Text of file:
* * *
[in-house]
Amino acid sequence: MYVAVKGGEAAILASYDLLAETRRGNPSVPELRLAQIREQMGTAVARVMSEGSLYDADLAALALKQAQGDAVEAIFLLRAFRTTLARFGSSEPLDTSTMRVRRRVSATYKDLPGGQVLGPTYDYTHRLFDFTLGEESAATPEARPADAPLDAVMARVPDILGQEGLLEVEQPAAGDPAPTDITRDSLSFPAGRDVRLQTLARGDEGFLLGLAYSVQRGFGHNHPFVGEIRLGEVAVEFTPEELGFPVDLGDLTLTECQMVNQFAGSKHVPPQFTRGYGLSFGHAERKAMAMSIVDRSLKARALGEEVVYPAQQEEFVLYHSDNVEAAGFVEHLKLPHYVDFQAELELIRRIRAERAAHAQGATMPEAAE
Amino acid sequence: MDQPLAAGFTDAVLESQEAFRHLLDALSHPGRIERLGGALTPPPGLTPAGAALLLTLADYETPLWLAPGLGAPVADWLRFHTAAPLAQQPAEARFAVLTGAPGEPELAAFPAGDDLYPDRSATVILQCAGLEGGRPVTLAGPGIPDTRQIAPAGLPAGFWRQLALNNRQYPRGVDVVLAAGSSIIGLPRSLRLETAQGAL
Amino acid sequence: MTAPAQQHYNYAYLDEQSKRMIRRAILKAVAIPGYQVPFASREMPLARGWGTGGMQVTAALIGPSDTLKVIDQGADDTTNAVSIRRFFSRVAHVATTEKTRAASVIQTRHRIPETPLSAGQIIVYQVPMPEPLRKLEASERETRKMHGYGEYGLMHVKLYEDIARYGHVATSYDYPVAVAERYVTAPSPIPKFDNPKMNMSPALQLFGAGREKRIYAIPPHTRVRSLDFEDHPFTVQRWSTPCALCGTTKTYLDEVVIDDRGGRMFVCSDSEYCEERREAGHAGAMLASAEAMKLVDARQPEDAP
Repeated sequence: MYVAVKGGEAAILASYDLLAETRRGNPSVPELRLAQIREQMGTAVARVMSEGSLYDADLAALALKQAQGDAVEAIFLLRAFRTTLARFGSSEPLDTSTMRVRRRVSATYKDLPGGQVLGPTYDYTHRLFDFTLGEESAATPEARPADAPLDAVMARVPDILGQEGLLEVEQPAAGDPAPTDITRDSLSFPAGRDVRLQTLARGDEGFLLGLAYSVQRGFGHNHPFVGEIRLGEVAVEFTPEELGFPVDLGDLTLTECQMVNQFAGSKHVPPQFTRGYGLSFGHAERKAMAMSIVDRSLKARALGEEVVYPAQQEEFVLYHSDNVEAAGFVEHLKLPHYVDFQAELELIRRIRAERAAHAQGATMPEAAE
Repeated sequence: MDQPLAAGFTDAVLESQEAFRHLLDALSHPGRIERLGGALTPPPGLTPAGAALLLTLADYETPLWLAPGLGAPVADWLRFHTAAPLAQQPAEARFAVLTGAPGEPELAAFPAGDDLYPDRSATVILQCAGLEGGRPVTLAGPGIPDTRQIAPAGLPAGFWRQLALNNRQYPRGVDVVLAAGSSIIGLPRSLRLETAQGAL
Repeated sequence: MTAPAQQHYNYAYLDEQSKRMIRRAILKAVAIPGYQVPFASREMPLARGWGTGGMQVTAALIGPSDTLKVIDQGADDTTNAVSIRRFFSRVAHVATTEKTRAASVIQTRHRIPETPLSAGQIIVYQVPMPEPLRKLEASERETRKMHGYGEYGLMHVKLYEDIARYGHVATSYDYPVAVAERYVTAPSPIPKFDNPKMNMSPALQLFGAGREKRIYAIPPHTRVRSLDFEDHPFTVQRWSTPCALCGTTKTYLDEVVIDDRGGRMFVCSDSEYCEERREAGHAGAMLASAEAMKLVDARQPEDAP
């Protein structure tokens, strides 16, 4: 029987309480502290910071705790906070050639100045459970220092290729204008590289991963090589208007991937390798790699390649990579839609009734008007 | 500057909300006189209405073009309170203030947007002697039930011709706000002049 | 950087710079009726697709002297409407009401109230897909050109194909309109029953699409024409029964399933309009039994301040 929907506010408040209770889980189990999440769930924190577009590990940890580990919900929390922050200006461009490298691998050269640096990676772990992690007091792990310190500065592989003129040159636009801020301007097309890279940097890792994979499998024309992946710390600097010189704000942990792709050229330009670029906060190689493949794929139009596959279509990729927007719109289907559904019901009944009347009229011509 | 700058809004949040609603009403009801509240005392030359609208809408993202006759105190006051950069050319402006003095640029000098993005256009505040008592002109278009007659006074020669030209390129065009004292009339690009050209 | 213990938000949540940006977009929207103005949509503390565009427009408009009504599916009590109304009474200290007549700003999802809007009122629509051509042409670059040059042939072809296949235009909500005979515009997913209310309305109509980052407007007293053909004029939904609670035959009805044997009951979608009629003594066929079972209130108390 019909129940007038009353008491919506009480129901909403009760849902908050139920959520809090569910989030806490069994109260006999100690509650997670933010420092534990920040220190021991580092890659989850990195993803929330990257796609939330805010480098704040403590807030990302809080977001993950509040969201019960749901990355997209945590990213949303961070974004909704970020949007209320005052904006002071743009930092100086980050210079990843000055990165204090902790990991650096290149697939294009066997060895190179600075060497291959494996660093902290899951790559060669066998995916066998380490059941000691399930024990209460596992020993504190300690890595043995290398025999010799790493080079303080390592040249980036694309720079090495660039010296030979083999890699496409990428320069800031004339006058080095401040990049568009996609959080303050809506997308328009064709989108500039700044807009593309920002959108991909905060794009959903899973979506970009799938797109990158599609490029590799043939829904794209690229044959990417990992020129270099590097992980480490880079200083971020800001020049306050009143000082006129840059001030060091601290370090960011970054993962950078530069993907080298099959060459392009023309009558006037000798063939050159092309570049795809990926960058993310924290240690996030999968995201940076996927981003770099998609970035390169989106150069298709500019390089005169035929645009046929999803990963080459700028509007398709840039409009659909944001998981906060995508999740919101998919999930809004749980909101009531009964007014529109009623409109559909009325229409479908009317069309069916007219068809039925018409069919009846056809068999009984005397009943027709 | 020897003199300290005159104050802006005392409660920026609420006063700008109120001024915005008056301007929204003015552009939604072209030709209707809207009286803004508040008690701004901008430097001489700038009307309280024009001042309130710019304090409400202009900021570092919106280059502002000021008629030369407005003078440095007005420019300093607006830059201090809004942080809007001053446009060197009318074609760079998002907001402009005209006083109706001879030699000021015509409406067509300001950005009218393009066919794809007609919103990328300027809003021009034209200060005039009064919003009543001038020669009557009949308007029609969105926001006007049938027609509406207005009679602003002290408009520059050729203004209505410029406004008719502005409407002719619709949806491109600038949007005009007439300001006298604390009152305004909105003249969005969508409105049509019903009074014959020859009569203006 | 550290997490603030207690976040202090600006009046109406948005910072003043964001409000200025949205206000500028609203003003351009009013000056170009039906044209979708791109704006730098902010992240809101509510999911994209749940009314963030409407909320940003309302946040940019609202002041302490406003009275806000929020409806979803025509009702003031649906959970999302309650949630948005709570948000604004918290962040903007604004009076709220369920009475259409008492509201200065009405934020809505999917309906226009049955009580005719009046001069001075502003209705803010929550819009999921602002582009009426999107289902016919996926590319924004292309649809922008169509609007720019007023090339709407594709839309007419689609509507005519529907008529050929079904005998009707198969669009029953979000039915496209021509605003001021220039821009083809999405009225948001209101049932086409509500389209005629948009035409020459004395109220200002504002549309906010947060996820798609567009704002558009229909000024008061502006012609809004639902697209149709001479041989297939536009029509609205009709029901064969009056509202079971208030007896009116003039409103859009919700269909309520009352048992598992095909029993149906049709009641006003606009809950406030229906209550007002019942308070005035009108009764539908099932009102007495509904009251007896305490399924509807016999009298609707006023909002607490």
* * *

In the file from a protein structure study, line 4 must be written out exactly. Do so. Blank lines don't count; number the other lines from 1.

Amino acid sequence: MTAPAQQHYNYAYLDEQSKRMIRRAILKAVAIPGYQVPFASREMPLARGWGTGGMQVTAALIGPSDTLKVIDQGADDTTNAVSIRRFFSRVAHVATTEKTRAASVIQTRHRIPETPLSAGQIIVYQVPMPEPLRKLEASERETRKMHGYGEYGLMHVKLYEDIARYGHVATSYDYPVAVAERYVTAPSPIPKFDNPKMNMSPALQLFGAGREKRIYAIPPHTRVRSLDFEDHPFTVQRWSTPCALCGTTKTYLDEVVIDDRGGRMFVCSDSEYCEERREAGHAGAMLASAEAMKLVDARQPEDAP